To date, five of six Mobile Network Operators (MNOs) in Malaysia, who collectively have well over 20 million subscribers – Celcom Axiata Bhd, Digi Telecommunications Sdn Bhd, Telekom Malaysia Bhd, U Mobile Sdn Bhd and YTL Communications Sdn Bhd (YES) – have commenced making retail 5G services available to their end users, following the signing of their respective 5G Access Agreements with DNB on 31 October 2022. 

However, Maxis Bhd customers will not be able to access 5G services just yet, pending its shareholders’ approval to execute the 5G Access Agreement, which Maxis has indicated it plans to seek in January 2023. 

Significant increase in data traffic, uptake of 5G-compatible smartphones 

Traffic on Malaysia’s 5G network has been surging, with 56,000 concurrent users utilising 146 Terabytes (TB) of capacity on 30 November 2022, or the equivalent of 77,500 hours of high-definition movies. 

The network is averaging 394 Mbps download speed against the average 4G download speed of 35 Mbps. Meanwhile, 5G-compatible devices continue to proliferate the market, with some 7 million devices already in the hands of end users to date. It is forecasted that the growth will double in 2023 and exceed 40 million devices by 2030.

iPhone users, however, will have to wait until Apple gives effect to their retail plans with their partner MNOs before 5G services are offered to the customers. 

For Enterprises, 5G will be a game changer it is a major economic tailwind that will serve to catalyse a host of new consumer, industrial, and enterprise applications, all of which are aligned with the Government’s long-term ambitions for the country. 

The impact of 5G on productivity, efficiency, and innovation is projected to yield some RM650 billion in cumulative GDP uplift and create 750,000 high-value jobs between now and 2030.  

according to the National 5G Task Force Report, Malaysia’s economy is expected to undergo exponential growth by 2030 due to the 5G rollout. It is estimated that 5G will contribute RM8.538 billion to Malaysia’s GDP in 2025, with an 8% annual growth scenario.    

U Mobile says no to stake in DNB, to go solo on 5G

Telecommunications company U Mobile Sdn Bhd said today it has rejected the government’s proposal to all major telcos to purchase a stake in Digital Nasional Berhad’s (DNB) for the 5G roll-out, via its share subscription agreement (SSA).

In a statement today, U Mobile said that it would be going solo in offering its 5G services and products to consumers.

“U Mobile has had extensive discussions and deliberations on the matter and after taking into consideration the terms of the investment as it currently stands, the telco has decided that it will not pursue the investment option in DNB.

“The telco believes it would better serve Malaysians by focusing on its strengths of providing innovative and unbeatable connectivity and digital services, that would realise the full potential of 5G technology. The telco’s decision not to invest in DNB does not affect its ability to provide 5G services to customers as access to DNB’s 5G network infrastructure is governed by a separate access agreement, which is not linked to the equity investment in DNB,” it said.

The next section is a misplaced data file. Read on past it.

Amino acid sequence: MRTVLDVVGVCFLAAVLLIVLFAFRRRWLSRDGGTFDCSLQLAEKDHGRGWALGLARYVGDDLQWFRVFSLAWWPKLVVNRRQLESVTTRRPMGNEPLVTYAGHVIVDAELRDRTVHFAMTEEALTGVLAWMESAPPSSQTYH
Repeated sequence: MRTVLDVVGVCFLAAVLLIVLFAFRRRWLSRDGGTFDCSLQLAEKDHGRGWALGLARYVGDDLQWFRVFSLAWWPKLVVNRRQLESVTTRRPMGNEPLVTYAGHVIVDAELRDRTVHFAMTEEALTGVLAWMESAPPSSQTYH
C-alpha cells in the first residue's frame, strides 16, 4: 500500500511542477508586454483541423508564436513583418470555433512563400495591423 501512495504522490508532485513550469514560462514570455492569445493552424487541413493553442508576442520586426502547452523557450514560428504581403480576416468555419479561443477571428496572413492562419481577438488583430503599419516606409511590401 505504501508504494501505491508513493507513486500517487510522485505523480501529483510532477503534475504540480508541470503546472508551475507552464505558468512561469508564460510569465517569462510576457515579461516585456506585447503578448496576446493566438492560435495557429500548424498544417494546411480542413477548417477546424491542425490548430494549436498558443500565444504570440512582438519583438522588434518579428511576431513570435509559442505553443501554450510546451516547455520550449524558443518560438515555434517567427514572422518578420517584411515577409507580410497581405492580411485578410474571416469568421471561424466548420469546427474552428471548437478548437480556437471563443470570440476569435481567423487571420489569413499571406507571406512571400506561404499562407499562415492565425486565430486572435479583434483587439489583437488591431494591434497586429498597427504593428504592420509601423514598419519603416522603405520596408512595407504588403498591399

DNB was established in early March 2021 to accelerate the deployment of 5G infrastructure and network in Malaysia. It will offer 5G as a wholesale network service to other telcos.

Putrajaya has been in constant negotiations with telcos in the country over the rollout of 5G, with telcos constantly pushing back for more favourable terms — advocating for a dual wholesale network (DWN) model instead of the government’s single wholesale network (SWN) — which they claim would provide better optimising availability and pricing of 5G.

U Mobile said that the company and other telcos are in discussions to finalise the 5G access agreement with DNB.

“Once it is finalised and signed, DNB’s 5G access when combined with U Mobile’s existing 4G network will enable U Mobile customers to enjoy a truly seamless connectivity experience. U Mobile has full faith that DNB will be on schedule for the deployment of quality 5G network infrastructure and that it will carry out the government’s mandate to provide wholesale 5G coverage and capacity on an equitable and non-discriminatory basis via the 5G access agreement.

“U Mobile has been testing 5G services and is looking forward to our customers enjoying the full benefits of 5G with our 5G-ready products and services soon,” it added.

DNB yesterday said that the SSAs will be revised to accommodate just the four remaining major telecommunications firms, after being rejected by two mobile network operators (MNOs).

The national 5G agency said it considered the SSAs finalised and ready to be executed with the six mobile carriers yesterday, but two ultimately did not continue.

DNB said that one operator decided not to proceed while the other did not respond despite its confirmation to participate earlier.

The firm did not name the carriers, although it was earlier reported that Maxis Bhd and U Mobile had declined to take up the shareholder agreement after negotiations did not meet their requirements.

Reuters report quoting sources said that the two mobile carriers declined the offer after the government knocked back a proposal that four carriers — Maxis, U Mobile, along with Celcom Axiata Bhd and DiGi Telecommunications — take a combined majority stake in the agency.

But the government had instead asked six mobile operators in the country to agree to take up a combined 70 per cent stake in the agency, but Maxis and U Mobile reportedly declined, as they could not see the benefits of being a minority shareholder.

Maxis and U Mobile could not see benefits in being a minority shareholder in DNB, according to two of the sources, who requested anonymity as they were not authorised to talk about the private negotiations.

Despite the development, however, DNB said that discussions on the 5G access agreements were progressing with all six major mobile carriers in the country and that the rollout plan is on track.

Malaysia’s 5g Turmoil Continues As Operators Refuse Stakes In Dnb


Malaysia’s relatively unique approach to 5G continues to prove disastrous, with sources this week suggesting that two of the nation’s telcos will not buy a stake in Digital Nasional Berhad (DNB) after all.